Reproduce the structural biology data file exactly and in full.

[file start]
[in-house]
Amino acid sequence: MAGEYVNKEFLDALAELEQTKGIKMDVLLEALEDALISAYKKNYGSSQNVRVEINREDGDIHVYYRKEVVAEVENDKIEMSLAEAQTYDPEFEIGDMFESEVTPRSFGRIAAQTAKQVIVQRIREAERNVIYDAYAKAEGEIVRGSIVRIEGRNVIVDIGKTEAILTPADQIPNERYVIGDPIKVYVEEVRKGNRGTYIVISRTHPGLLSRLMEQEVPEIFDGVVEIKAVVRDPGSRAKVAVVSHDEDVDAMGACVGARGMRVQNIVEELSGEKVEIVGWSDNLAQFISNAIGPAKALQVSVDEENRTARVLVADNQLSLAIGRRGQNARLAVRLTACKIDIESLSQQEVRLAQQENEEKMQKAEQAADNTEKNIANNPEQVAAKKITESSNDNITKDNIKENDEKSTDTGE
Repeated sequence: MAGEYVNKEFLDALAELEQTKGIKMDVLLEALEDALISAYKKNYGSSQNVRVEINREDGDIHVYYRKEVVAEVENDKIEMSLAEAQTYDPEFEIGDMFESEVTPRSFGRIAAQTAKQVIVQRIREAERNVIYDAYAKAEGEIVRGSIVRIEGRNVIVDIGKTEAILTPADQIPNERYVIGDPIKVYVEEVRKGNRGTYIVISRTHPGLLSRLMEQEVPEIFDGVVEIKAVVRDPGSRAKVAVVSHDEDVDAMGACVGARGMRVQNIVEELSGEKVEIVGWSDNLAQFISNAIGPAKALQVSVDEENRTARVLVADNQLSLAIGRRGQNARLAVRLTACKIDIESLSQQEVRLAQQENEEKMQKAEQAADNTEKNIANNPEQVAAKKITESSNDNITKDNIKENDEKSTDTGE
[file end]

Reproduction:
[in-house]
Amino acid sequence: MAGEYVNKEFLDALAELEQTKGIKMDVLLEALEDALISAYKKNYGSSQNVRVEINREDGDIHVYYRKEVVAEVENDKIEMSLAEAQTYDPEFEIGDMFESEVTPRSFGRIAAQTAKQVIVQRIREAERNVIYDAYAKAEGEIVRGSIVRIEGRNVIVDIGKTEAILTPADQIPNERYVIGDPIKVYVEEVRKGNRGTYIVISRTHPGLLSRLMEQEVPEIFDGVVEIKAVVRDPGSRAKVAVVSHDEDVDAMGACVGARGMRVQNIVEELSGEKVEIVGWSDNLAQFISNAIGPAKALQVSVDEENRTARVLVADNQLSLAIGRRGQNARLAVRLTACKIDIESLSQQEVRLAQQENEEKMQKAEQAADNTEKNIANNPEQVAAKKITESSNDNITKDNIKENDEKSTDTGE
Repeated sequence: MAGEYVNKEFLDALAELEQTKGIKMDVLLEALEDALISAYKKNYGSSQNVRVEINREDGDIHVYYRKEVVAEVENDKIEMSLAEAQTYDPEFEIGDMFESEVTPRSFGRIAAQTAKQVIVQRIREAERNVIYDAYAKAEGEIVRGSIVRIEGRNVIVDIGKTEAILTPADQIPNERYVIGDPIKVYVEEVRKGNRGTYIVISRTHPGLLSRLMEQEVPEIFDGVVEIKAVVRDPGSRAKVAVVSHDEDVDAMGACVGARGMRVQNIVEELSGEKVEIVGWSDNLAQFISNAIGPAKALQVSVDEENRTARVLVADNQLSLAIGRRGQNARLAVRLTACKIDIESLSQQEVRLAQQENEEKMQKAEQAADNTEKNIANNPEQVAAKKITESSNDNITKDNIKENDEKSTDTGE